Tuesday, November 11, 2008

Article about the psychological benefits of video games

How playing a computer game helped me get through the trauma of 9/11
byNaomi Alderman

Schuyler Waynforth wrote:

I found this paragraph particularly interesting:
"But even the overriding force of physical addiction has come under scrutiny. Experiments like Bruce Alexander's famous "Rat Park" suggest that even addiction to morphine may depend on external circumstances. Rats living in tiny metal cages get addicted to morphine. Rats living in a specially designed housing colony, with room to play, the company of other rats of both sexes and abundant food do not."

The article that it leads to is fantastic. http://www.walrusmagazine.com/articles/2007.12-health-rat-trap/ It argues that the cause of addiction is environment. It isn't the drugs that are keeping people addicted. It is so totally why unschooling shouldn't lead to drug addiction, even if it doesn't keep individuals from exploring drugs.



oliviaharis said...

Though different types of games and game environments were studied, it points out that “not all video games are created equal” in their ability to satisfy basic psychological needs. “But those that do may be the best at keeping players coming back.”
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alcohol detox said...

Eventually it is still a factor to people especially teenagers who are out of school to try drugs. That is why guidance from the parents is needed to young people, to help them keep away from prohibited drugs.

Sandra Dodd said...

This blog has more to do with teenagers who never were in school, and their drug experimentation, in my experience, is safer and smaller than those kids who are angry with parents and pressed to be in dangerous, crowded situations not of their own choosing.

Schuyler said...

Often journalists are walking a fine line between presenting interesting ideas and making sure that they aren't pissing off their readers. It is important to hedge your bets by not making blanket statements about things that most people are fearful about. Even Steven Johnson's book Everything Bad is Good for You: How Popular Culture is Making us Smarter, bows to parental pressure to control by saying that it is important to limit children's exposure to video games with absolutely no data to back that statement up.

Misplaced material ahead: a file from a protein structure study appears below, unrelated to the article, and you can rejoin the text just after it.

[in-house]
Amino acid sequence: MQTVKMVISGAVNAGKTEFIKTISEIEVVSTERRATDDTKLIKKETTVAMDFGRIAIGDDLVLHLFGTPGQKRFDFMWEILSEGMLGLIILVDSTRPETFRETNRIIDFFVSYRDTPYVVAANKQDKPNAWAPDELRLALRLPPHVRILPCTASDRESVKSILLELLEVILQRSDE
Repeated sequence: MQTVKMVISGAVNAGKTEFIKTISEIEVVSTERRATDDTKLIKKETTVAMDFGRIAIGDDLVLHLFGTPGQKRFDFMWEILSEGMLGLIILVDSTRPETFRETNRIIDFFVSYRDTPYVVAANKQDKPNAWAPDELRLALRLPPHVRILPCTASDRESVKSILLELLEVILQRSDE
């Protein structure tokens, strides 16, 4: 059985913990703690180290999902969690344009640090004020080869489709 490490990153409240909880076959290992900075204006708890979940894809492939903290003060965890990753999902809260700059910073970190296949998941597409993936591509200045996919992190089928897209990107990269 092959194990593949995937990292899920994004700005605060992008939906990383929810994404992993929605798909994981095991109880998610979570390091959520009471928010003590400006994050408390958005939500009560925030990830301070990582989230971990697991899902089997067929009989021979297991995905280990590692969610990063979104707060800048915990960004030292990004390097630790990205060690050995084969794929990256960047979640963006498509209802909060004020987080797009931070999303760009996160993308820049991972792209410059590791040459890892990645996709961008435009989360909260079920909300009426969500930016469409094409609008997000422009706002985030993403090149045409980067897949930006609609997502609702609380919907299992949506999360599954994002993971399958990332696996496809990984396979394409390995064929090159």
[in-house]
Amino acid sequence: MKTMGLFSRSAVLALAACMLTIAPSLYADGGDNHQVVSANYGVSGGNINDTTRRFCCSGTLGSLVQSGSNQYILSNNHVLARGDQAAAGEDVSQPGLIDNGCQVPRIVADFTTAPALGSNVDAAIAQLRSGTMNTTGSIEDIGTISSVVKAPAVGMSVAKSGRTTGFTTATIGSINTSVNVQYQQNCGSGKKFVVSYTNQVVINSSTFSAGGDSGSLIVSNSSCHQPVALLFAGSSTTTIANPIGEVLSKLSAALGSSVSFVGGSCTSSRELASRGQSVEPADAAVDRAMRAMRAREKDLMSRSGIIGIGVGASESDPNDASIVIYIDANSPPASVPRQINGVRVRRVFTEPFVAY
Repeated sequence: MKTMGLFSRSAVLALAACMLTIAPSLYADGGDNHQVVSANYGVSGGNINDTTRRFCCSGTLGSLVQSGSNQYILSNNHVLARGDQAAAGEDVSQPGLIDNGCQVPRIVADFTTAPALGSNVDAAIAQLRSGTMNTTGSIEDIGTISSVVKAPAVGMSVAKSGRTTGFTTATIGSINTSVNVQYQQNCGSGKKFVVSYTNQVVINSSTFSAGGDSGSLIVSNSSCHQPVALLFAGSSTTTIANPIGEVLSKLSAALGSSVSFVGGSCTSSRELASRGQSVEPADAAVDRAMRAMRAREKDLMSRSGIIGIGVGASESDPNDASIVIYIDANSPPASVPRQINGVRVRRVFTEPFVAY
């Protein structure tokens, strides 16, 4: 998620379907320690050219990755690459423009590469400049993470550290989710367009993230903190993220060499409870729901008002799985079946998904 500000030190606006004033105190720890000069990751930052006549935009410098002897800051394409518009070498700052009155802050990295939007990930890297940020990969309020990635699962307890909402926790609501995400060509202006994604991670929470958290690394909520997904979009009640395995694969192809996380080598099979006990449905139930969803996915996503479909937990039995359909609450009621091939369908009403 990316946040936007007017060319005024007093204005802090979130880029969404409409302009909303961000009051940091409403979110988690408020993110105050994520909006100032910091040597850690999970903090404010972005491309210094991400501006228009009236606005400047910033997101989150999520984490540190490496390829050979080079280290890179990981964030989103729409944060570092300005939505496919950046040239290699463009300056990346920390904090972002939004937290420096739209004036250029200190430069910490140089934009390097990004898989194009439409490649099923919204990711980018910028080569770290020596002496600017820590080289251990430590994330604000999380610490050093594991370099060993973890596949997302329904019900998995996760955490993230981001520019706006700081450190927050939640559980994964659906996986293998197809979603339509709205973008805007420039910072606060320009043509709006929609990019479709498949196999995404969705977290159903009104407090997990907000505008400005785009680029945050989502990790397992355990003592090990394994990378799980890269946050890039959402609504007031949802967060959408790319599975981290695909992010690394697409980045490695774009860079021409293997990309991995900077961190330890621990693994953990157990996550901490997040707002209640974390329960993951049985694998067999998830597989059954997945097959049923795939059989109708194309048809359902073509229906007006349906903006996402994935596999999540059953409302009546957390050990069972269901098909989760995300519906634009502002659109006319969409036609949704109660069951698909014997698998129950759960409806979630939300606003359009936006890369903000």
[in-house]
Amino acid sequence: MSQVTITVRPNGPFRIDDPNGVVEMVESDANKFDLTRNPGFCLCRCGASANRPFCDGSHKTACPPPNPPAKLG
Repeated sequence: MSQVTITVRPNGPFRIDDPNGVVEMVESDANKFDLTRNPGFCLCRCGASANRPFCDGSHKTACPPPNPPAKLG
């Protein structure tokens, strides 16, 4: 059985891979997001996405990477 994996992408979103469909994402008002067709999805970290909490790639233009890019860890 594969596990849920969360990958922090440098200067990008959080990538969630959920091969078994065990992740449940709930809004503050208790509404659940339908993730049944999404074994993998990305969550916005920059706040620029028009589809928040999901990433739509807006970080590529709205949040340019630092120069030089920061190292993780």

The argument that Bruce Alexander is making is that addiction doesn't exist outside of environment. That means that a teenager who is bailing on school to go do drugs is bailing on school more than he or she is choosing drugs. It means that it is the environment and the situation that is ending in the drug use and not the drug use that is leading the person on.

Kiara said...

Leveling up is created I think so players will keep on coming back. I have experienced such, I wanted to beat the game. The games that children will be playing should be preselected by guardians I think. There are numerous Download Games/Video Games that are educational. So why let them play violent games if they can have pretty much interesting games for their age.